We Catholic Christians are People of Life. As the late Pope John Paul II proclaimed, we are called, as followers of Christ, to be “unconditionally pro-life,” and to “proclaim, celebrate and serve the Gospel of life in every situation.”
Of course, as Catholics, we have probably heard this before – many times. We know that the first and fundamental right of every human person is the right to life. We know that we are – old and young, guilty and innocent, weak and strong – loved by God and made in God’s image. We know that, at the very heart of Catholic social teaching is the unshakeable conviction that human life is sacred and that each person has inherent dignity that must be respected.
We are “unconditionally pro-life.” We have heard this before. But, maybe we have become used to hearing it? Maybe we are uncomfortable hearing it, or even tired of hearing it? We’ve heard Christ’s call, but have we listened, and responded? What does our call to “serve the Gospel of Life” mean?
Many of us are probably quick to translate Christ’s call to love and respect human life into a list of those things that we Christians should oppose, resist, and challenge: unjustified aggression, euthanasia and “mercy killing,” medical experiments that destroy human life, and, of course, abortion.
This translation is not wrong. We should oppose these practices. After all, as we read in Evangelium vitae (“The Gospel of Life”), “[i]t is impossible to further the common good” – that is, there is no chance for social justice –“without acknowledging and defending the right to life, upon which all the other inalienable rights of individuals are founded and from which they develop. . . . Only respect for life can be the foundation and guarantee of
the most precious and essential goods of society, such as democracy and peace.”
Our bishops – our pastors and teachers – have stated clearly that abortion, in particular, is not merely one “issue” among many, but is the “fundamental human rights issue for all men and women of good will[,]” because it “negates two of our most fundamental moral imperatives: respect for innocent life, and preferential concern for the weak and defenseless.”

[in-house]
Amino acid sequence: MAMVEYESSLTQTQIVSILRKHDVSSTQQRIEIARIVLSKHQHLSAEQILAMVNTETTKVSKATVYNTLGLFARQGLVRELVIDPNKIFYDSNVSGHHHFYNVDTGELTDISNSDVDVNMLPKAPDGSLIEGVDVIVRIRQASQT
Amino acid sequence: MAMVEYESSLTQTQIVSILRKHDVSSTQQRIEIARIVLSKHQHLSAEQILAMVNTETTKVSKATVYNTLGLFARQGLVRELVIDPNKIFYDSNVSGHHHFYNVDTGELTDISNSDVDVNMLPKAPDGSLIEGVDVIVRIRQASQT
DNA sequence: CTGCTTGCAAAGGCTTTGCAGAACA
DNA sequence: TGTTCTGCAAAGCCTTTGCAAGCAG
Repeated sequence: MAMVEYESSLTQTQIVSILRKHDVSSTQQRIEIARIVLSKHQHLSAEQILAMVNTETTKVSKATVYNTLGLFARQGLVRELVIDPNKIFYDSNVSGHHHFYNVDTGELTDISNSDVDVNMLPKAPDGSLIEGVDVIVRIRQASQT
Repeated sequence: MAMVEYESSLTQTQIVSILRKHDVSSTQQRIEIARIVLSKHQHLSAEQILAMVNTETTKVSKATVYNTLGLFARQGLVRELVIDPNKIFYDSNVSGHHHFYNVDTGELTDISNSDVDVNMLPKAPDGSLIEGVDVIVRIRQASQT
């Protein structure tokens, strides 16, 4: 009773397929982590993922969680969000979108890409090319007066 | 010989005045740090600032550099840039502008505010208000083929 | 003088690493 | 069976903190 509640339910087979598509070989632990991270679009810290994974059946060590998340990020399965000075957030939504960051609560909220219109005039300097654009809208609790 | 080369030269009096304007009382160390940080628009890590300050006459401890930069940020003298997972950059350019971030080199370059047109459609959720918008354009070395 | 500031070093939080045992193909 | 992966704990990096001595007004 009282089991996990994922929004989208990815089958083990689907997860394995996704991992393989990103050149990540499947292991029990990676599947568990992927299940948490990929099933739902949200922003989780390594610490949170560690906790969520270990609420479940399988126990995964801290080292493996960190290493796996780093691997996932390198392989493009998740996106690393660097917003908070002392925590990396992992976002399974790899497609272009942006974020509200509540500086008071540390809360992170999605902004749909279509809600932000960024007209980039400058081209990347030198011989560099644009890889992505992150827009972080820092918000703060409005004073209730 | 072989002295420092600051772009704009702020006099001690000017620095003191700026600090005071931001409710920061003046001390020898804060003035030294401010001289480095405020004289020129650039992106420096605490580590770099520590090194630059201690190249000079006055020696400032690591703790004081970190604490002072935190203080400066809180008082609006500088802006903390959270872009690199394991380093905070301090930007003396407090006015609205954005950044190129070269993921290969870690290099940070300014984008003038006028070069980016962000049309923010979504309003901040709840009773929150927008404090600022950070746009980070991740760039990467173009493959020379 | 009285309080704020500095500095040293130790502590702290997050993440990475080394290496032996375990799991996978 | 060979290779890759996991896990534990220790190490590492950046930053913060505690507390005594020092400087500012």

To be People of Life, however – to live, serve, and proclaim the Gospel of Life – is not only to adopt a platform or take up a campaign. Our call is also to
propose to our friends, communities, and fellow citizens the truth about who we are. At the great Second Vatican Council, the Church reminded all Christians that God has not only revealed to us the truth about God, but – through and in Jesus – the truth about us.
The Christian writer C.S. Lewis preached a sermon in 1942 called “The Weight of Glory.” He said: “There are no ordinary people. You have never talked to a mere mortal. Nations, cultures, arts, civilizations – these are mortal, and their life is to ours as the life of a gnat. But it is immortals whom we joke with, worth with, marry, snub, and exploit—immortal horrors or everlasting splendours.”
This is the amazing truth about us, and this is the truth that the Gospel of Life proclaims. Every human person is known and loved by God, and so every human life carries the “weight of glory.” This is why, as Christians, we must not only hear, on Respect Life Sunday, that we are People of Life. We are called also to embrace and proclaim the truth that human persons -- the embryo, the unborn child, the elderly and infirm, the guilty and the violent – are
“everlasting splendours,” and so may not be sacrificed for convenience, cost, revenge, or research.